congenital torticollis

(redirected from muscular torticollis)

con·gen·i·tal tor·ti·col·lis

torticollis due to a unilateral fibrous tumor in the sternocleidomastoid muscle, present at birth as a swelling that may subside or may lead to torticollis by shortening of the muscle.
A focal dystonia consisting of one-sided contracture with palpable induration of the sternocleidomastoid muscle, causing the chin to turn towards the opposite side and the head to rotate towards the lesion; wryneck is accompanied by facial muscle dysplasia
Aetiology Congenital form—unclear—possibly due to in utero or peripartum trauma to venous drainage, causing asymmetric development of the face and skull; the later it is recognised, the more likely it will require surgery
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References in periodicals archive ?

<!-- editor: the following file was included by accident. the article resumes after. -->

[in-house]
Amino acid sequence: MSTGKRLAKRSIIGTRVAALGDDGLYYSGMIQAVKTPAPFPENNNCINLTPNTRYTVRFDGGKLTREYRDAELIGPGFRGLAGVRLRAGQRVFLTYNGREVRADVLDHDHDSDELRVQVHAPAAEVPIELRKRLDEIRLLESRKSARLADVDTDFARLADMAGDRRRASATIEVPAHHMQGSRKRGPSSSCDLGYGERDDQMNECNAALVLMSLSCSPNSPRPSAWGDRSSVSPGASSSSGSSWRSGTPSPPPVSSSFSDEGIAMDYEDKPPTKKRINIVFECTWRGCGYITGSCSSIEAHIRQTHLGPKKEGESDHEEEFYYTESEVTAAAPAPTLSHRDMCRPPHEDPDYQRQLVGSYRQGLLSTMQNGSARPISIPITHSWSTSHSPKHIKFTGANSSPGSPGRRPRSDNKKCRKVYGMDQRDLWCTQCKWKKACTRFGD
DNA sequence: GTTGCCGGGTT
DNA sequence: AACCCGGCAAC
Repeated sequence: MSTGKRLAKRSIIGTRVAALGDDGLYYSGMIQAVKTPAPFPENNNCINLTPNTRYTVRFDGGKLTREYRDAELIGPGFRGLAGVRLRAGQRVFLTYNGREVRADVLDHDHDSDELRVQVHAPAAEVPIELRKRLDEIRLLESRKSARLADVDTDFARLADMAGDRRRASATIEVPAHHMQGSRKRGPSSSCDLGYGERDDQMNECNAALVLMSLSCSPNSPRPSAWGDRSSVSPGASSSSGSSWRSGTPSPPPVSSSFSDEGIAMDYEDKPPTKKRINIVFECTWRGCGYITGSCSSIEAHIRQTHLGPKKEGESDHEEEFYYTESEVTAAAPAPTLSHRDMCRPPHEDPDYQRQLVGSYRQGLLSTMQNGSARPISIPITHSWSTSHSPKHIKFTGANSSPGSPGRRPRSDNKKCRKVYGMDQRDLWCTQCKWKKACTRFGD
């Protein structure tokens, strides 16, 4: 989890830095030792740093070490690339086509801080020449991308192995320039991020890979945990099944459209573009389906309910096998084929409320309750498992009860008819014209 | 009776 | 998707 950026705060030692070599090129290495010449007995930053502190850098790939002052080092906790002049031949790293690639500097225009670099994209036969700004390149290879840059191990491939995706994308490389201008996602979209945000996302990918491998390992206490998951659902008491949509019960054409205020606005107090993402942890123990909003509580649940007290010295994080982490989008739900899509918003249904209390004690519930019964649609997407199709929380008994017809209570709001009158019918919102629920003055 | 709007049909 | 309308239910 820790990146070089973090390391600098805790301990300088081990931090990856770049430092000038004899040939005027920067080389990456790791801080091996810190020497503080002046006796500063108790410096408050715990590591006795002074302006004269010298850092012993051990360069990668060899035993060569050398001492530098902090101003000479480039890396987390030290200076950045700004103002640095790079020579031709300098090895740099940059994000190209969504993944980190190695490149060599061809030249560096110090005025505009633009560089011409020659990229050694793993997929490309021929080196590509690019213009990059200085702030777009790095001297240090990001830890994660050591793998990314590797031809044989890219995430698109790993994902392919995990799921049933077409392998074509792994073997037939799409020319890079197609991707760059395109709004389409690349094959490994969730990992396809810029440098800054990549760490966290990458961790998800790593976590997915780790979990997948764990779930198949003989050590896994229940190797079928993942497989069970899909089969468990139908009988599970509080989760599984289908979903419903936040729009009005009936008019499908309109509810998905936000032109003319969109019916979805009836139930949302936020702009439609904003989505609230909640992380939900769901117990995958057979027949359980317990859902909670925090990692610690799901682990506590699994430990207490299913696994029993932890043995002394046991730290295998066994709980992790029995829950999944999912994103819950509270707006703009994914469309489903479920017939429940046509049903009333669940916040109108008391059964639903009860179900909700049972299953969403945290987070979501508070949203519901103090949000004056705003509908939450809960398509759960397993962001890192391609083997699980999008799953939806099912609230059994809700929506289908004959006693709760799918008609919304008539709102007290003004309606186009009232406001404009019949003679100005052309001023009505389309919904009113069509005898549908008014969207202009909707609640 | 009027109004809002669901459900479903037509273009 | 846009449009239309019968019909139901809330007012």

Congenital muscular torticollis (CMT) is the most frequent reason of torticollis in children.
Key Words: Congenital muscular torticollis, treatment, exercise, surgery
The determinants of treatment duration for congenital muscular torticollis.
Congenital muscular torticollis (CMT) is a relatively common neck condition of infancy that appears best managed with early conservative intervention (Corradi-Scalise et al, 2006; Do, 2006; Karmel-Ross, 2006).
Bredenkamp JK, Hoover LA, Berke GS and Shaw A (1990): Congenital muscular torticollis.
Burstein FD (2004): Long-term experience with endoscopic surgical treatment for congenital muscular torticollis in infants and children: a review of 85 cases.
Infants who present with congenital muscular torticollis (16,17,25)
At this stage, asymmetry of lying posture and thigh or hip creases, as well as conditions such as congenital muscular torticollis, become more evident.
Outcome of surgical treatment of congenital muscular torticollis.
Congenital muscular torticollis and sternomastoid tumor: results of nonoperative treatment.
Correlation of clinical and ultrasonographic features in congenital muscular torticollis.
Another contributory factor is thought to be congenital muscular torticollis, which is reported to occur in one in 300 live births (13) and of which 90% are likely to develop plagiocephaly.